While Bing has been known to power the search on some Android phones in the past, this is the first time an honest to goodness app has been available for Microsoft’s little search that could. Like Skype before it the Bing app is only available for Verizon customers and there is no word on Microsoft on where or if that will change.
At first glance the app has taken quite a few cues from the standard Bing website. When you launch the app you are looking at a scaled down version of the “image of the day” with a search box and search categories. The image of the day has a number of little boxes that you can click on which will display little bits of trivia about the image, not exactly mission critical for search, but an entertaining feature nonetheless.
The search box itself functions exactly as the Google search box that you are familiar with and the mic next to it predictably offers voice search. The voice search will provide contextual results so to use Microsoft’s example if you say “movies” it will display movie listings for your local theaters. Similar contextual results can be had for flight information, traffic, weather, news, and hotels. My limited testing of the app so far has produced accurate and quick results with the voice search.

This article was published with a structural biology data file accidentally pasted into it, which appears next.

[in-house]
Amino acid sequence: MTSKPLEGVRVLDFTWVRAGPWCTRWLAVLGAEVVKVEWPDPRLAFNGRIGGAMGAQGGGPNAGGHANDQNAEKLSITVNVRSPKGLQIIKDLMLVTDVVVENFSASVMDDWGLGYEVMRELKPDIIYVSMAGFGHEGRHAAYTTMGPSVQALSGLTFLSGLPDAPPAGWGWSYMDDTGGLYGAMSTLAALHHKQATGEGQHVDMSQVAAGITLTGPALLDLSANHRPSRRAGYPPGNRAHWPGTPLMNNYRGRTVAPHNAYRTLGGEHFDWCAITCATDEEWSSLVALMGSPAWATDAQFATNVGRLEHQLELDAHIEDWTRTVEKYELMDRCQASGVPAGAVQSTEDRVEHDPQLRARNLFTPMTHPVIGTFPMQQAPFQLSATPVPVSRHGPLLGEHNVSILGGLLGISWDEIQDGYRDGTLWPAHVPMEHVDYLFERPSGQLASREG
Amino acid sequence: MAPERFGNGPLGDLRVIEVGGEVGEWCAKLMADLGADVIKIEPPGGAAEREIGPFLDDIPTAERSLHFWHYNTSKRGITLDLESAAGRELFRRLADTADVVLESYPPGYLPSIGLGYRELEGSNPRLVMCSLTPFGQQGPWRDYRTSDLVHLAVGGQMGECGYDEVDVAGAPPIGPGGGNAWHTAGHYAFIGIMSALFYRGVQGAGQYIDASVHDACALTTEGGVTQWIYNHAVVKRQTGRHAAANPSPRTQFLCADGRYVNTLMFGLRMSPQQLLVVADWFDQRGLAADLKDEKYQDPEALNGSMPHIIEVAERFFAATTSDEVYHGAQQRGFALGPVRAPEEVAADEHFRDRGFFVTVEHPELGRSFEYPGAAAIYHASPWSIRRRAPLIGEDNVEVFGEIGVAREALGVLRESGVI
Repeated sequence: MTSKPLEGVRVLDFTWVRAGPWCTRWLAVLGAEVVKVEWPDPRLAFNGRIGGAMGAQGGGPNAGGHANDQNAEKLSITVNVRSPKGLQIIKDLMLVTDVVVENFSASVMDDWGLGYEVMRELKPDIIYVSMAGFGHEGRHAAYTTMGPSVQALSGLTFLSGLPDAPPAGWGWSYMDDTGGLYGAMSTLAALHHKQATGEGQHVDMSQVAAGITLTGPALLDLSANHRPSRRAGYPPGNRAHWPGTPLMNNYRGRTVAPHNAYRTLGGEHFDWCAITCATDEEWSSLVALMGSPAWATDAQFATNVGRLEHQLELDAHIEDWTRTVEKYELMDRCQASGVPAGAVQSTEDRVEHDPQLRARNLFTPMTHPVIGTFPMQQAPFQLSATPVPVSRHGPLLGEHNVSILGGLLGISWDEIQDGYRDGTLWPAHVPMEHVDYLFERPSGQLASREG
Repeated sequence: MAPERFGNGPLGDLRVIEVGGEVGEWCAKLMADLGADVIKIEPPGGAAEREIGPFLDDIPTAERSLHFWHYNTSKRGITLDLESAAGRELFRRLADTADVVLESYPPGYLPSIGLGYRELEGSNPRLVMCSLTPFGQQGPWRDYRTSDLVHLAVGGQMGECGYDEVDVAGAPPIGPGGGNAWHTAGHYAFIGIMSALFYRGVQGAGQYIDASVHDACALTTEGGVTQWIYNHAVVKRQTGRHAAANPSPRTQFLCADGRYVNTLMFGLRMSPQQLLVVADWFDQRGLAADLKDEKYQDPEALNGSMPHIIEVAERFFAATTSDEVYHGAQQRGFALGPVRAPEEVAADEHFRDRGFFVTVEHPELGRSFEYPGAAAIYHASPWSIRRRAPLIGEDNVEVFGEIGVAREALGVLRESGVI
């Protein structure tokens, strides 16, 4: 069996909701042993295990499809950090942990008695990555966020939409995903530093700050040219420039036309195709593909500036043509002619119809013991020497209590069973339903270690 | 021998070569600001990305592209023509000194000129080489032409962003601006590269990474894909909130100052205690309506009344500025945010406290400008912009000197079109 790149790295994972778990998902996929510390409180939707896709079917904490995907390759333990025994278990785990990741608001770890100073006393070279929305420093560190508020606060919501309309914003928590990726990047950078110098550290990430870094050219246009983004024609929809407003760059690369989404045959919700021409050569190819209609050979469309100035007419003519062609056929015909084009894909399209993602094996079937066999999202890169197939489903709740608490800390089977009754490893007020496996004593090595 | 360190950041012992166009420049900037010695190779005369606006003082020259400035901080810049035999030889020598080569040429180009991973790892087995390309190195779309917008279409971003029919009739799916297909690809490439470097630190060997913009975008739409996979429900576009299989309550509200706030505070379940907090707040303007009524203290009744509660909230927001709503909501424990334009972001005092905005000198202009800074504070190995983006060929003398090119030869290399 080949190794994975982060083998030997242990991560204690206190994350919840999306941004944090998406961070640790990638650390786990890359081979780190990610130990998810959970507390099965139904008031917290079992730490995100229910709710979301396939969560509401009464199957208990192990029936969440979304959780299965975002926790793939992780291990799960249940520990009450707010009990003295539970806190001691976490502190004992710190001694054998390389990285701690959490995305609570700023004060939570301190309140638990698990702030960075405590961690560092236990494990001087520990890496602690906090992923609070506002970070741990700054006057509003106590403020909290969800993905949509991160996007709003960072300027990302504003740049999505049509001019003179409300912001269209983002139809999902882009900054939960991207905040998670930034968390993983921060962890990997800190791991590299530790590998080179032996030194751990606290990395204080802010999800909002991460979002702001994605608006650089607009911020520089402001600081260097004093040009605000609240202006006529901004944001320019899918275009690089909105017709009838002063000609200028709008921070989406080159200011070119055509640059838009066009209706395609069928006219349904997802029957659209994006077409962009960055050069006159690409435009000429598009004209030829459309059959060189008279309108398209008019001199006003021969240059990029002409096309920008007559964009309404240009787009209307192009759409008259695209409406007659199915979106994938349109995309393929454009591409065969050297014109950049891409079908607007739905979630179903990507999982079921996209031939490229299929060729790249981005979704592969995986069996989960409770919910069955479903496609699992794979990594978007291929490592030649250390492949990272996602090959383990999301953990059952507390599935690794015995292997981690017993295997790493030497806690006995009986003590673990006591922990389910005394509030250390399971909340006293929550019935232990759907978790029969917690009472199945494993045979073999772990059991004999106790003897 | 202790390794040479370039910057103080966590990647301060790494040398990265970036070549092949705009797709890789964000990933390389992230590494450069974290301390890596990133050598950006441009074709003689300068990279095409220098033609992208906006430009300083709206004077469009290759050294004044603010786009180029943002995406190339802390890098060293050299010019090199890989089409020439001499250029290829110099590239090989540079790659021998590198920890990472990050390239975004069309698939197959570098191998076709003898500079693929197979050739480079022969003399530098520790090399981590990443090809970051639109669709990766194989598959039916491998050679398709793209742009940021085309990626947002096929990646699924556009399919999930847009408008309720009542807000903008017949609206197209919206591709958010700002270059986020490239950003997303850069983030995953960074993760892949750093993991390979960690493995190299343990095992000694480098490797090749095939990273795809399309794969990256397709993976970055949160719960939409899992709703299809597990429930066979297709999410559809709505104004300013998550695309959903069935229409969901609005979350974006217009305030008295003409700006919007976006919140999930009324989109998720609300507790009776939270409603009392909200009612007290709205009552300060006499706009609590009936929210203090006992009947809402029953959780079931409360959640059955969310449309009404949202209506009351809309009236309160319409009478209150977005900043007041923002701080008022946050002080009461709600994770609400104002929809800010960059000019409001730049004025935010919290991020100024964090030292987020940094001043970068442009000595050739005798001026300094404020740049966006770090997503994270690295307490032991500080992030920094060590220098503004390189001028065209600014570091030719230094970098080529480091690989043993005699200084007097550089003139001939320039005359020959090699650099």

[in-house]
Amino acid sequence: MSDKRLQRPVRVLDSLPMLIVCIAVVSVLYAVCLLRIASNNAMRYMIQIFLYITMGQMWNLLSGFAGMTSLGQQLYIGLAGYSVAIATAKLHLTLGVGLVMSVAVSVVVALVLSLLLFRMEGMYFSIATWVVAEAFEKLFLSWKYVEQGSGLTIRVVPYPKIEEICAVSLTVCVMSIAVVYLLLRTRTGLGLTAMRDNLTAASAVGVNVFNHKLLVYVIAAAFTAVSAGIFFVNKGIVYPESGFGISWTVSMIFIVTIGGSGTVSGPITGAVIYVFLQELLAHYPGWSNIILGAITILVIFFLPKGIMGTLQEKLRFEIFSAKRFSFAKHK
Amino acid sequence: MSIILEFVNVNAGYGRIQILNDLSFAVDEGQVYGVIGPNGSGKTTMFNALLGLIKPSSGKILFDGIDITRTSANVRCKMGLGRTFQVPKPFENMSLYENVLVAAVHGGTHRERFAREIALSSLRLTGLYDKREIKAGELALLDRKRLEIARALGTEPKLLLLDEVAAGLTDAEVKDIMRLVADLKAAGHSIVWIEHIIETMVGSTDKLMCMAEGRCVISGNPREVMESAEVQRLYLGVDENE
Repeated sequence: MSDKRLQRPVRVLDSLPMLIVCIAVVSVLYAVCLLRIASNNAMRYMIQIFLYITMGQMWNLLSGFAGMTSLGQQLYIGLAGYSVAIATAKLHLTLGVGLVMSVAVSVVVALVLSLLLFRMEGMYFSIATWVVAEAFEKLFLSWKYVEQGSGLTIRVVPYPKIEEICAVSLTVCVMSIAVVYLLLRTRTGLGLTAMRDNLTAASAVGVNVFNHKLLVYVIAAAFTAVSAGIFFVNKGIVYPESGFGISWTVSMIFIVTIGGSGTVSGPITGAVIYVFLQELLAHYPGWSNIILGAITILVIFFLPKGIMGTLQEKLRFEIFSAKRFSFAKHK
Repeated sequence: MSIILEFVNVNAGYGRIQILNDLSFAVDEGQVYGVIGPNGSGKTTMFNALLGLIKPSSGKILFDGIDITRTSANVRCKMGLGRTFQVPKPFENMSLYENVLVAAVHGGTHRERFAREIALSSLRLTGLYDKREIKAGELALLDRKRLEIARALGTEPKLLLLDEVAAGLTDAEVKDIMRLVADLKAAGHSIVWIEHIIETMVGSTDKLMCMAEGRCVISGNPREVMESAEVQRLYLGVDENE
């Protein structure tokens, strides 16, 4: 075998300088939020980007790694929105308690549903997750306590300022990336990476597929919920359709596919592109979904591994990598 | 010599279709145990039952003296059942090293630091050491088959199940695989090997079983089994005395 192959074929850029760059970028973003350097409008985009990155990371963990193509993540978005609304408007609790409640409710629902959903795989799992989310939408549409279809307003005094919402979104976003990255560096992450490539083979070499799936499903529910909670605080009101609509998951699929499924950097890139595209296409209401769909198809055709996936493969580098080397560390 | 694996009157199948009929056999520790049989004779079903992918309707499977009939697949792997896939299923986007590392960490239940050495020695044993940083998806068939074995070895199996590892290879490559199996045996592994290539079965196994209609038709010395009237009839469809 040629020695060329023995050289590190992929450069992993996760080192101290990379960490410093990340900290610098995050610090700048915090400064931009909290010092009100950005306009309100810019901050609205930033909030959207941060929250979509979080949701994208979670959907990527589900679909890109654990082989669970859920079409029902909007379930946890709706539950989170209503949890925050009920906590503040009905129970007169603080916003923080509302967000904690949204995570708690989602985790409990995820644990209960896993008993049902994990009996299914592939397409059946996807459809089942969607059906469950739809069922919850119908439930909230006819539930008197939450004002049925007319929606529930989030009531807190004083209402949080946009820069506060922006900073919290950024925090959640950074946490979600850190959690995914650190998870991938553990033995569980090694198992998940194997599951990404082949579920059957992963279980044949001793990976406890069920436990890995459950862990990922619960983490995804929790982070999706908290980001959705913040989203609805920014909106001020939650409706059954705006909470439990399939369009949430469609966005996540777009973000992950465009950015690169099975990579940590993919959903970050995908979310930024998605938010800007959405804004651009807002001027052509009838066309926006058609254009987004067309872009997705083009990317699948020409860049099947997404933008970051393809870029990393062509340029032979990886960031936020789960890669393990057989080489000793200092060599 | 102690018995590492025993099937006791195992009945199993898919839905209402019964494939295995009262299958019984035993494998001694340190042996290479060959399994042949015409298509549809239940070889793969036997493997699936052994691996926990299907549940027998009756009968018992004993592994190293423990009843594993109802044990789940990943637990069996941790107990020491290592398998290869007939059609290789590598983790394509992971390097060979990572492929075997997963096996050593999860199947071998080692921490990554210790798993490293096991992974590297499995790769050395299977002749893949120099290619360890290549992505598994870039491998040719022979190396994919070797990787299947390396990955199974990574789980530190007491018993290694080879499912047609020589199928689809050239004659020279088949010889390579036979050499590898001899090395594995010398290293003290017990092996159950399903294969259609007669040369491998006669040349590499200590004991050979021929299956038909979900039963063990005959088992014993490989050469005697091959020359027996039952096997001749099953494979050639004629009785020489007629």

The local category brings up a search for a variety of categories including restaurants, shopping & services, nightlight, hotels & accommodations, transportation, arts & entertainment, government & community, and health & fitness.
The image search offers endless scrolling which is definitely a nice feature although on my 3G connection the refresh rate was a little slower than I would have liked. Other than
The mapping functionality again mirrors what is available on the standard Bing site and will track your location just as Google Maps does. You can search your current map for different categories of locations and then choose either walking or driving directions which you can swipe through step by step. The map can also display current traffic conditions in your area, although I wasn’t able to test the accuracy of that function.
The news category allows for a general search of all news sources, but by default pulls up a list of current stories from across a variety of topics including U.S., world, local, business, entertainment, politics, sports, science and technology, health, and more.
Finally there is a Bing widget with a text box and voice search allowing for web, application, and contact search.
The Bing app has nice visuals and handles a variety of services without ever departing the app, but in all I don’t see any reason for non-Verizon customers to be too bent out of shape for not getting access to this one as for the most part it is simply a repackaging of functionality you already have on your device. If you are on Verizon and want to take it for a spin yourself just hit up the QR code.